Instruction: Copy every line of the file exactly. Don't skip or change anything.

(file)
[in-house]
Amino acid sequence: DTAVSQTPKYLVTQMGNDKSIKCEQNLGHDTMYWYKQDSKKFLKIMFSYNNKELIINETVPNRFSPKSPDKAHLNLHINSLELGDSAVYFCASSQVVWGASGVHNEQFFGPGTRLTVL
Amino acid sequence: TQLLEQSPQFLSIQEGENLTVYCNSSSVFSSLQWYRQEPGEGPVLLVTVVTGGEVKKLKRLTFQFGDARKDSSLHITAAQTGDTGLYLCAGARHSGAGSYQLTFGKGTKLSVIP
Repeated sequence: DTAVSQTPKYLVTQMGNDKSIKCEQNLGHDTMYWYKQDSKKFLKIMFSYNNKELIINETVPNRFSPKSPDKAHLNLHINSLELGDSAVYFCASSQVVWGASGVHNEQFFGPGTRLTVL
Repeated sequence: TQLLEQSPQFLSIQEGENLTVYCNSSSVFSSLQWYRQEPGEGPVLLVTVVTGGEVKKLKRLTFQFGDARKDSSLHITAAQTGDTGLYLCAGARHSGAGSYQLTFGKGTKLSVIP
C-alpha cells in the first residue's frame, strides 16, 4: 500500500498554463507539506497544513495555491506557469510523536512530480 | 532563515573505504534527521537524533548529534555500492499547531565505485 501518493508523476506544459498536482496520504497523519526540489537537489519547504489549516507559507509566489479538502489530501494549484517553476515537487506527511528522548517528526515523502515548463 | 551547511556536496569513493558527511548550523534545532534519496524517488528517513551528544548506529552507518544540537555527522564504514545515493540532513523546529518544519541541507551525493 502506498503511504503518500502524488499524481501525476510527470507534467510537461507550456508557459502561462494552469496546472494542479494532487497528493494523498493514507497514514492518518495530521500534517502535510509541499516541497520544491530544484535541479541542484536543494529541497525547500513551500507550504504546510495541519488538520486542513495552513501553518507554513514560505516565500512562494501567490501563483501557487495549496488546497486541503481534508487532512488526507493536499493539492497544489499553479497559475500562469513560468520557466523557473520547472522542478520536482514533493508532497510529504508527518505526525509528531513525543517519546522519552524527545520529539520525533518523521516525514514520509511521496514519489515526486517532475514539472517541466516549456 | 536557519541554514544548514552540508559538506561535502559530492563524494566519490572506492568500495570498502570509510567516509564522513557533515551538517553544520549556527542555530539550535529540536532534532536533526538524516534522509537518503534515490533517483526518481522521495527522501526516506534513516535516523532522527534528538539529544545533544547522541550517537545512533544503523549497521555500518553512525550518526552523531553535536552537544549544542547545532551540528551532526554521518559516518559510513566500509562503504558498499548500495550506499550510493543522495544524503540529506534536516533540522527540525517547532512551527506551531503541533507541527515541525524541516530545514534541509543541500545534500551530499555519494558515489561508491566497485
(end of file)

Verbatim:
[in-house]
Amino acid sequence: DTAVSQTPKYLVTQMGNDKSIKCEQNLGHDTMYWYKQDSKKFLKIMFSYNNKELIINETVPNRFSPKSPDKAHLNLHINSLELGDSAVYFCASSQVVWGASGVHNEQFFGPGTRLTVL
Amino acid sequence: TQLLEQSPQFLSIQEGENLTVYCNSSSVFSSLQWYRQEPGEGPVLLVTVVTGGEVKKLKRLTFQFGDARKDSSLHITAAQTGDTGLYLCAGARHSGAGSYQLTFGKGTKLSVIP
Repeated sequence: DTAVSQTPKYLVTQMGNDKSIKCEQNLGHDTMYWYKQDSKKFLKIMFSYNNKELIINETVPNRFSPKSPDKAHLNLHINSLELGDSAVYFCASSQVVWGASGVHNEQFFGPGTRLTVL
Repeated sequence: TQLLEQSPQFLSIQEGENLTVYCNSSSVFSSLQWYRQEPGEGPVLLVTVVTGGEVKKLKRLTFQFGDARKDSSLHITAAQTGDTGLYLCAGARHSGAGSYQLTFGKGTKLSVIP
C-alpha cells in the first residue's frame, strides 16, 4: 500500500498554463507539506497544513495555491506557469510523536512530480 | 532563515573505504534527521537524533548529534555500492499547531565505485 501518493508523476506544459498536482496520504497523519526540489537537489519547504489549516507559507509566489479538502489530501494549484517553476515537487506527511528522548517528526515523502515548463 | 551547511556536496569513493558527511548550523534545532534519496524517488528517513551528544548506529552507518544540537555527522564504514545515493540532513523546529518544519541541507551525493 502506498503511504503518500502524488499524481501525476510527470507534467510537461507550456508557459502561462494552469496546472494542479494532487497528493494523498493514507497514514492518518495530521500534517502535510509541499516541497520544491530544484535541479541542484536543494529541497525547500513551500507550504504546510495541519488538520486542513495552513501553518507554513514560505516565500512562494501567490501563483501557487495549496488546497486541503481534508487532512488526507493536499493539492497544489499553479497559475500562469513560468520557466523557473520547472522542478520536482514533493508532497510529504508527518505526525509528531513525543517519546522519552524527545520529539520525533518523521516525514514520509511521496514519489515526486517532475514539472517541466516549456 | 536557519541554514544548514552540508559538506561535502559530492563524494566519490572506492568500495570498502570509510567516509564522513557533515551538517553544520549556527542555530539550535529540536532534532536533526538524516534522509537518503534515490533517483526518481522521495527522501526516506534513516535516523532522527534528538539529544545533544547522541550517537545512533544503523549497521555500518553512525550518526552523531553535536552537544549544542547545532551540528551532526554521518559516518559510513566500509562503504558498499548500495550506499550510493543522495544524503540529506534536516533540522527540525517547532512551527506551531503541533507541527515541525524541516530545514534541509543541500545534500551530499555519494558515489561508491566497485